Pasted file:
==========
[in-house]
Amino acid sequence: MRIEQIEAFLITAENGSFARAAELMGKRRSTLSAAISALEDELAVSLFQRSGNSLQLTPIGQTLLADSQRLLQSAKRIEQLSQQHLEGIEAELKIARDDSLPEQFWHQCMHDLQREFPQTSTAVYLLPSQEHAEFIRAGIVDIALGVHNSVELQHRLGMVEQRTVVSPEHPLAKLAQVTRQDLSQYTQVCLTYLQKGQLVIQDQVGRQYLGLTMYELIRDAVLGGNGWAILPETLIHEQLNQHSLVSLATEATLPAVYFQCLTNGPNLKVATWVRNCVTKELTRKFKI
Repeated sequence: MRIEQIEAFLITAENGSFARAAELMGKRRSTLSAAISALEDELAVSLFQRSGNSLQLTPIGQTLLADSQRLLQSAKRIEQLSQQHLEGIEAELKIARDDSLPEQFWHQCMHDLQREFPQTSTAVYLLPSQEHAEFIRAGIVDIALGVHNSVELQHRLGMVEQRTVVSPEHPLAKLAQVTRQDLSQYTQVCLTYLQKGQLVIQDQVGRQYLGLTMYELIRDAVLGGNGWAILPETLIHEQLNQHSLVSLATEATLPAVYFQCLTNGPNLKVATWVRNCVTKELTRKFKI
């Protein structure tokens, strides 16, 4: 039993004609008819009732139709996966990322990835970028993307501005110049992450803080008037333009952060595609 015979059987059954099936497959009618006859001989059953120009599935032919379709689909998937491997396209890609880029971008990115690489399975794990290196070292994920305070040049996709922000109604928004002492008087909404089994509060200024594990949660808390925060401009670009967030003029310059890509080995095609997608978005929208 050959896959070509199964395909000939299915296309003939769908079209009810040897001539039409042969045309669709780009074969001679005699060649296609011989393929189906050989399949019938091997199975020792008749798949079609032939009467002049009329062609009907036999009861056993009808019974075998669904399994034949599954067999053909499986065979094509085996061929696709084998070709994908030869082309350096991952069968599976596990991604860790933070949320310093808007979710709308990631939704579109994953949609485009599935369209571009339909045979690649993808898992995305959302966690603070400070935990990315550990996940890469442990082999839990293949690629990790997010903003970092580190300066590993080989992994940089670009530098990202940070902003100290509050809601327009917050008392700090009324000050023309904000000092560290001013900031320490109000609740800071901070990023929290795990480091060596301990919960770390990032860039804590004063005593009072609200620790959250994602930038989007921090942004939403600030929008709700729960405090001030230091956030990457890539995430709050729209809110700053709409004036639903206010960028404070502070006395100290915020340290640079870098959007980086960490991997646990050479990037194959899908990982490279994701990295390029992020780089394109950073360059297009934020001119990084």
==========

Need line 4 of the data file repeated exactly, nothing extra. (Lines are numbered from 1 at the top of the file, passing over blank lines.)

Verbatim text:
């Protein structure tokens, strides 16, 4: 039993004609008819009732139709996966990322990835970028993307501005110049992450803080008037333009952060595609 015979059987059954099936497959009618006859001989059953120009599935032919379709689909998937491997396209890609880029971008990115690489399975794990290196070292994920305070040049996709922000109604928004002492008087909404089994509060200024594990949660808390925060401009670009967030003029310059890509080995095609997608978005929208 050959896959070509199964395909000939299915296309003939769908079209009810040897001539039409042969045309669709780009074969001679005699060649296609011989393929189906050989399949019938091997199975020792008749798949079609032939009467002049009329062609009907036999009861056993009808019974075998669904399994034949599954067999053909499986065979094509085996061929696709084998070709994908030869082309350096991952069968599976596990991604860790933070949320310093808007979710709308990631939704579109994953949609485009599935369209571009339909045979690649993808898992995305959302966690603070400070935990990315550990996940890469442990082999839990293949690629990790997010903003970092580190300066590993080989992994940089670009530098990202940070902003100290509050809601327009917050008392700090009324000050023309904000000092560290001013900031320490109000609740800071901070990023929290795990480091060596301990919960770390990032860039804590004063005593009072609200620790959250994602930038989007921090942004939403600030929008709700729960405090001030230091956030990457890539995430709050729209809110700053709409004036639903206010960028404070502070006395100290915020340290640079870098959007980086960490991997646990050479990037194959899908990982490279994701990295390029992020780089394109950073360059297009934020001119990084």